Nothing Worth Having Comes Easy

Job hunting is not easy. It takes a lot of work and can be extremely frustrating. In most cases it is something that you have to work at. Despite the stories you’ve heard, jobs are probably not coming to find you. In any case, you are probably doing yourself a disservice if you don’t do some amount of research on what’s out there before deciding on your new job.

About a year ago I decided it was time. It was overdue really. I wanted to move on in my career and it was not happening for me. Just like waiting around for that new job to find you, waiting around to get promoted or advance in another way is foolish. These opportunities rarely find you, you have to seek them out.

The problem was I hadn’t looked for a job in a long time and every time I went online to look at job sites I would get lost down a rabbit hole and nothing truly productive would come of it. It was then that I realized that my show was not ready for the road. My resume was not up to par, my research on the market was non-existent and all I had was a desire for a new, different job.

And now that the ink has dried I feel like I can share how I used Agile principles to help me find an Agile job.

The first thing I did was cure the rabbit hole issue by committing myself to spending 2 hours every Sunday on my job search. This gave me both a cadence and a time box along with a commitment. Instead of just thinking about looking for a new job, I was going to actually do something about it. And I was going to try not to let it overwhelm me. I still had a full time job and a full time family. This was a major step for me and it really got the ball rolling and I noticed the difference in my willingness to say out loud to my friends and family that I was actively looking for a new job.

The next thing to do was to create my own backlog. What did I need to do to get myself ready to apply to jobs? My priority list looked like this:

  1. Research jobs that are out there that I think I want
  2. Narrow down the titles I am interested in to a manageable few
  3. Narrow down any other keywords
  4. Update my resume
  5. Choose job sites and set up my profile and searches on those sites
  6. Start submitting applications
  7. See what happens
  8. Keep trying

The research was fun and interesting and I was happy to see that there were some really interesting opportunities out there so the first few steps were pretty easy and quick. Unsurprisingly resume writing was difficult and time consuming. After several weeks I had a draft that I thought was pretty good, or at least good enough to get started. I actually used the particularly appealing job descriptions to help me craft my resume.

I started applying and at first I was getting some responses and even though they weren’t quite what I wanted I was hopeful, but the responses dried up quickly and so did my enthusiasm for phone screens/interviews for the wrong job. (At first it was really good practice though.) I was frustrated at my lack of progress. Around that time I came across one of those inspirational magnets in my local bookstore. It said:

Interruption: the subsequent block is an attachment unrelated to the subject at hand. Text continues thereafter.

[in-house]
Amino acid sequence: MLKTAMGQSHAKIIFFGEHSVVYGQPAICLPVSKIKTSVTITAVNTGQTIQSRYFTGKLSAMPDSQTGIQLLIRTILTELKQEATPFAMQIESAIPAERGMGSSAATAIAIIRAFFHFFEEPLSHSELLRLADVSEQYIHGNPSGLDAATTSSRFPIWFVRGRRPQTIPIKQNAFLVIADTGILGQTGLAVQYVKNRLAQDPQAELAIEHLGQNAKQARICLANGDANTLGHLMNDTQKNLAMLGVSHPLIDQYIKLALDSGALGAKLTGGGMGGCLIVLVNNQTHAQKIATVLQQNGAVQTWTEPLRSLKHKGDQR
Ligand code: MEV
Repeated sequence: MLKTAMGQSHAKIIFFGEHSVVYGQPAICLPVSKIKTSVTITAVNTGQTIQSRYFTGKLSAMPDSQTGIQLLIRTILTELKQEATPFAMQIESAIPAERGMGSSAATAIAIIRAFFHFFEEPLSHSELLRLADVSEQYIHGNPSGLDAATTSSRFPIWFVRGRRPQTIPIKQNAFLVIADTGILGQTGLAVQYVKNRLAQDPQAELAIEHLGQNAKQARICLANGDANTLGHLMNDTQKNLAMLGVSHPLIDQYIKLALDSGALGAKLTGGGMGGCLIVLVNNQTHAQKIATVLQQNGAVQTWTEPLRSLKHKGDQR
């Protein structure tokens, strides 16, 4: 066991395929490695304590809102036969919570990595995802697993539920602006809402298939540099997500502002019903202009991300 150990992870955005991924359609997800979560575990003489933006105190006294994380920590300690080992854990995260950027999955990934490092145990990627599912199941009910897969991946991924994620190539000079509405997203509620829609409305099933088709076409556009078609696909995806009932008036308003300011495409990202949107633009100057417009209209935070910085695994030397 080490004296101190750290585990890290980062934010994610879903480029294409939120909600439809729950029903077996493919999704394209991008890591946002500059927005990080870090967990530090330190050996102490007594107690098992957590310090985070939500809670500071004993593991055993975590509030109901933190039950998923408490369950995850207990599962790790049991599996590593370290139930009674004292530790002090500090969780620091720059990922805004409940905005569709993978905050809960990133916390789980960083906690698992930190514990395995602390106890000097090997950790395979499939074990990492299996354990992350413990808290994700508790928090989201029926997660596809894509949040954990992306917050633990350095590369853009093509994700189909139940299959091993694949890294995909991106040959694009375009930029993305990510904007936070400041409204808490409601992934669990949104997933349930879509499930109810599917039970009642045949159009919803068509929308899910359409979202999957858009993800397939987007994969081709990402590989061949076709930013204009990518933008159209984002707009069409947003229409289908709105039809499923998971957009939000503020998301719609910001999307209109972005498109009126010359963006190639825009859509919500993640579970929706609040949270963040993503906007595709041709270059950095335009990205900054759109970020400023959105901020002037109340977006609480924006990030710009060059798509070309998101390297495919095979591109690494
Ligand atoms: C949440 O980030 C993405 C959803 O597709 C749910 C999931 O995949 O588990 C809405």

This is derived from the Theodore Roosevelt quote:

“Nothing in the world is worth having or worth doing unless it means effort, pain, difficulty… I have never in my life envied a human being who led an easy life. I have envied a great many people who led difficult lives and led them well.”

I bought that magnet and put it on my wall near my desk to serve as a reminder that this process was going to be worth it no matter how drawn out, painful and/or frustrating. I turned to it many times when I wanted to give up and thought of it as my goal – to get a job worth having.

I decided I had to inspect and adapt my approach since it wasn’t yielding the right results. I turned to some professional help for my resume and got some excellent advice on content and formatting as well as a decent cover letter template. I’m still not sure a cover letter ever gets read, but you usually still need one so I wanted mine to be good. This took some more time away from looking at actual job postings, but it was really worthwhile.

New resume in hand I applied for more jobs and I started getting somewhere, but still not quite where I wanted to be so I thought more about what I could do to improve my “product.” I started spending some of my time each week on my LinkedIn profile, on my profile on the job sites, and on tweaks to my resume. I added in a few more job sites, but this got really overwhelming so I trimmed it back. I also spent more time looking for companies I wanted to work for rather than just the job postings that showed up in my searches.  

Eventually I had something employers were interested in. The real interview process began. There were some false starts and some failed interviews, but each time got better and closer to what I wanted.

There is a point when you are interviewing when you just have to wait and see what someone else will decide about you. At that point I realized the best way through it was to keep looking and keep applying. You never know what is around the next corner and keeping up with it helped me to feel like I still had some control. Additionally continued response to my resume was a helpful reminder that I was wanted.

In the end I had 2 offers — both for jobs I wanted. After all the phone screens, interviews, leadership tests, etc. making that decision was the most stressful time of all, but I do believe that my process led me to a good place and although I could only accept one job, I don’t think I could have gone wrong either way.

This is a long post, but I will just summarize by saying that cadence, limiting work in progress (WIP), and continuous inspect and adapt cycles were key for me in my job search. Job hunting is NOT EASY. It takes courage and perseverance. Even so, I say, go for it.